Hospitals have worked on their own for years to reduce the number of hospital-acquired infections seen each year, but several institutions that partnered with an insurer and an information technology company have found strength in numbers.
Starting in 2005, Horizon Blue Cross Blue Shield New Jersey worked with in-network hospitals to provide grants for subscriptions to MedMined data mining surveillance system. The MedMined data, captured from data routinely collected by the hospitals, are then used to identify early warning signs and analyze trends in infections.
Mark Spencer, general manager of MedMind Inc., said the surveillance program not only identifies the early signs of infection, but tracks patients through the hospital to determine the source of any infections.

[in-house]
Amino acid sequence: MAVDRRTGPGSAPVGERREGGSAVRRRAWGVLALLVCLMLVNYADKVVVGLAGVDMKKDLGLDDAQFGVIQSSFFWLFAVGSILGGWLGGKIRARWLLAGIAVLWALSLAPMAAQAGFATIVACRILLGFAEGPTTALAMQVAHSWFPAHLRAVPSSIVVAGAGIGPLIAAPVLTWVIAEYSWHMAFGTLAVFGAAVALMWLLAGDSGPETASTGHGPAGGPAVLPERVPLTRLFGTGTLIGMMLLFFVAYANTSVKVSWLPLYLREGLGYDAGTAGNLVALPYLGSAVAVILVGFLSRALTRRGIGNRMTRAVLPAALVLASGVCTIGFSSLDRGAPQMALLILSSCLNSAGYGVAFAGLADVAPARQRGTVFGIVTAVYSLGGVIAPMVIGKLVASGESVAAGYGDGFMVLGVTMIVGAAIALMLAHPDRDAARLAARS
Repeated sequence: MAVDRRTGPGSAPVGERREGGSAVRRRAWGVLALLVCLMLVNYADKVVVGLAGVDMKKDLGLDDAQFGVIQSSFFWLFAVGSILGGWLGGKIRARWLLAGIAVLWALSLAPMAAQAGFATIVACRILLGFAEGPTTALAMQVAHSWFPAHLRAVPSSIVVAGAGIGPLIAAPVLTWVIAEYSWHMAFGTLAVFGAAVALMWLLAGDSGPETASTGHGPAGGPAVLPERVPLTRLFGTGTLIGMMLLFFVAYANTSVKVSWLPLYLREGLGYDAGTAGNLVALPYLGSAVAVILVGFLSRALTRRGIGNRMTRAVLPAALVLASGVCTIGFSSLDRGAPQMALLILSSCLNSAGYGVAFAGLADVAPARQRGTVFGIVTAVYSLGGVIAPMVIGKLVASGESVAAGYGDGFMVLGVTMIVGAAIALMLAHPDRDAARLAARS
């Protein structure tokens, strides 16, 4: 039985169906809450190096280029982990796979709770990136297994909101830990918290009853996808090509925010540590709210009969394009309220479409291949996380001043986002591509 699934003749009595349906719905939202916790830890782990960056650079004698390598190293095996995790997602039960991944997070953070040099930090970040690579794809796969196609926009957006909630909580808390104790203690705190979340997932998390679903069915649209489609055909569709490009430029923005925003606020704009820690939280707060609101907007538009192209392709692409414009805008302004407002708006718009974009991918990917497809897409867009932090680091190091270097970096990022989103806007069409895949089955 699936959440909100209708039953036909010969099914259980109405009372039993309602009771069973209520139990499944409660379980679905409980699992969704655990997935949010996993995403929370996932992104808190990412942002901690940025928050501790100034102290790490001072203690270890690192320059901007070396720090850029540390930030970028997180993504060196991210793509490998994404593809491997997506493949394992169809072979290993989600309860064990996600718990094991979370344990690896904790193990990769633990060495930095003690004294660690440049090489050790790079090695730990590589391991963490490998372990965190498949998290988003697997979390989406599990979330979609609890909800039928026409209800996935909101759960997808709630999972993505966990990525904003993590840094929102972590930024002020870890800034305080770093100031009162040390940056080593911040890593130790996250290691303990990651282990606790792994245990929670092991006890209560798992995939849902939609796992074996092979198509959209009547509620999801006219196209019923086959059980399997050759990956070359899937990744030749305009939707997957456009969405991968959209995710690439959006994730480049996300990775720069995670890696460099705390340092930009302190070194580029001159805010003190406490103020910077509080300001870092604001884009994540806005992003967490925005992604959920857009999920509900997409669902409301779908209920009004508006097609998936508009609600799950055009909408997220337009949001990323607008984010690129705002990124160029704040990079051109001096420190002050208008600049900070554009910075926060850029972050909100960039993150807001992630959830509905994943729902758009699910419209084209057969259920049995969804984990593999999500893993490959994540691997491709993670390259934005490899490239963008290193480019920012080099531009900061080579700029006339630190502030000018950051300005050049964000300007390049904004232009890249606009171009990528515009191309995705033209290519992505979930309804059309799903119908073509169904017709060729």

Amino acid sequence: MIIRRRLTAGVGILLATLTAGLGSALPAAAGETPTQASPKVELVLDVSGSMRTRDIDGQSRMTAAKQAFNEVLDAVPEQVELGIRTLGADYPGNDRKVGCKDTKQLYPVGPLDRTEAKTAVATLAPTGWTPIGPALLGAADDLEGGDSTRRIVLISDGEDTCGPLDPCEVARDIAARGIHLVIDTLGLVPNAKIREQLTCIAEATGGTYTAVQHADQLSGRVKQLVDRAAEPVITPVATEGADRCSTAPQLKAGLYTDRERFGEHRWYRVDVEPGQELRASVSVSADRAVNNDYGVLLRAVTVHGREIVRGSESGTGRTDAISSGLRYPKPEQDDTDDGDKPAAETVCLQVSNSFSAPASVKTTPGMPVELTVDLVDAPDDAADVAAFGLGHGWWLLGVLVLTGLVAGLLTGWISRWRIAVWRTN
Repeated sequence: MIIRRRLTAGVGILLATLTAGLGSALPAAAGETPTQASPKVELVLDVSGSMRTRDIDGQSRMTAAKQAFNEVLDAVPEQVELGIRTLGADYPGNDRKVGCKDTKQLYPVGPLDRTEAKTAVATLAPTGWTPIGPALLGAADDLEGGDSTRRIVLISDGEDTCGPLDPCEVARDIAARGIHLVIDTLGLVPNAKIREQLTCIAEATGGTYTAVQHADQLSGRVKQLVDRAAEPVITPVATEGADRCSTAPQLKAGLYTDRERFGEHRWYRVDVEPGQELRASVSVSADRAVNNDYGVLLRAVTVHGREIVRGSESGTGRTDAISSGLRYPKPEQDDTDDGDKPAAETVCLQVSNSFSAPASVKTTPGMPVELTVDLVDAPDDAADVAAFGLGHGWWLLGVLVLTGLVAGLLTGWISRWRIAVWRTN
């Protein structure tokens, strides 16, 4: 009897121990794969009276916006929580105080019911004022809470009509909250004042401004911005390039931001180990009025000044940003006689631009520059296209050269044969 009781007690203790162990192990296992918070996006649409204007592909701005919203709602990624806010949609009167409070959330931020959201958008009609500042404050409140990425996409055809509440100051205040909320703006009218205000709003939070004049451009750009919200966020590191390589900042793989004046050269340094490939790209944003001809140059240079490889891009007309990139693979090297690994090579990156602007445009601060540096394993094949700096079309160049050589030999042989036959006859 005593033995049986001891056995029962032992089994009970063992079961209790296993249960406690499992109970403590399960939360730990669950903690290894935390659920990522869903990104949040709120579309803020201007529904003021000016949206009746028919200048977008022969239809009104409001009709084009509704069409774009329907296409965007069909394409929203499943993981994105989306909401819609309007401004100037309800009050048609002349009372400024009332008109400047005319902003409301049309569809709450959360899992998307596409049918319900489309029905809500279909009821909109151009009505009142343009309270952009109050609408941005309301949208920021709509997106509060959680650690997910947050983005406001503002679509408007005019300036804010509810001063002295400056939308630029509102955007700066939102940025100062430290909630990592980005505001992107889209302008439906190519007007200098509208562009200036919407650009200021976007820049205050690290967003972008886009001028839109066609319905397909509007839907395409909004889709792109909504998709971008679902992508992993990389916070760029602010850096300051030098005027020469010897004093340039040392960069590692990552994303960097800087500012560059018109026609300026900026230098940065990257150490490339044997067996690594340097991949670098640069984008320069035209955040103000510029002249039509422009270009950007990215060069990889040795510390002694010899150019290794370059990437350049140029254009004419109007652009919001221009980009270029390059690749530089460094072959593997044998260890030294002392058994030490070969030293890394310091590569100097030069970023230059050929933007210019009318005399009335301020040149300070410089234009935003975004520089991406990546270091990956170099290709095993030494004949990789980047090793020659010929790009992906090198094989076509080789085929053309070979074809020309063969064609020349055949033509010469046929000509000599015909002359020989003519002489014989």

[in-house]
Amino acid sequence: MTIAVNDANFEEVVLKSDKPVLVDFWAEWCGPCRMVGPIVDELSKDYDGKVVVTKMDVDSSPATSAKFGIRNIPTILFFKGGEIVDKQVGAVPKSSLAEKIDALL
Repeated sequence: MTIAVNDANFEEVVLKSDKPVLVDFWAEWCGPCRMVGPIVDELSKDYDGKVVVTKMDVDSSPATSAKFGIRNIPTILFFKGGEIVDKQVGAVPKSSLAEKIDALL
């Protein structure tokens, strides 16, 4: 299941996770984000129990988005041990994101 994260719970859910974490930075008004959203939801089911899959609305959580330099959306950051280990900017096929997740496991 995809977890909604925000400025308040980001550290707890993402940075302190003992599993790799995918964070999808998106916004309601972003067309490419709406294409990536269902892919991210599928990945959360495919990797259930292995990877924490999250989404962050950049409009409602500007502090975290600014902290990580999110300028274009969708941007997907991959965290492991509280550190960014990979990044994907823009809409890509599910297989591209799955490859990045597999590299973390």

Since 2005 the number of hospitals in the New Jersey Infection Prevention Partnership Program grew from 10 to 21, and Horizon recently announced the program has helped to prevent more than 14,000 hospital-acquired infections.
According to Horizon, those avoided infections have saved hospitals roughly $51 million in treatment costs in the state. Spencer said MedMined’s return on investment is peer reviewed by the Healthcare Financial Management Association.
In a case study, one program participant, Robert Wood Johnson University Hospital–Hamilton, used the MedMined program from October 2005 to March 2010 to reduce infections roughly 20 percent. According to the study, RWJUH Hamilton saved more than 4,000 inpatient days and $1.6 million.
Spencer said hospitals lack the funding and availability of technology on their own to address the growing problem of infections, which is where partnerships step in to provide access, implementation and quick results from data analysis.
During the annual review of the state’s hospital performance report, Department of Health and Senior Services Commissioner Mary O’Dowd told reporters that hospital-acquired infections kill roughly 100,000 people in the United States each year, with costs up to $33 billion. She added that, in the near future, providers will not be reimbursed for services when a patient gets an infection.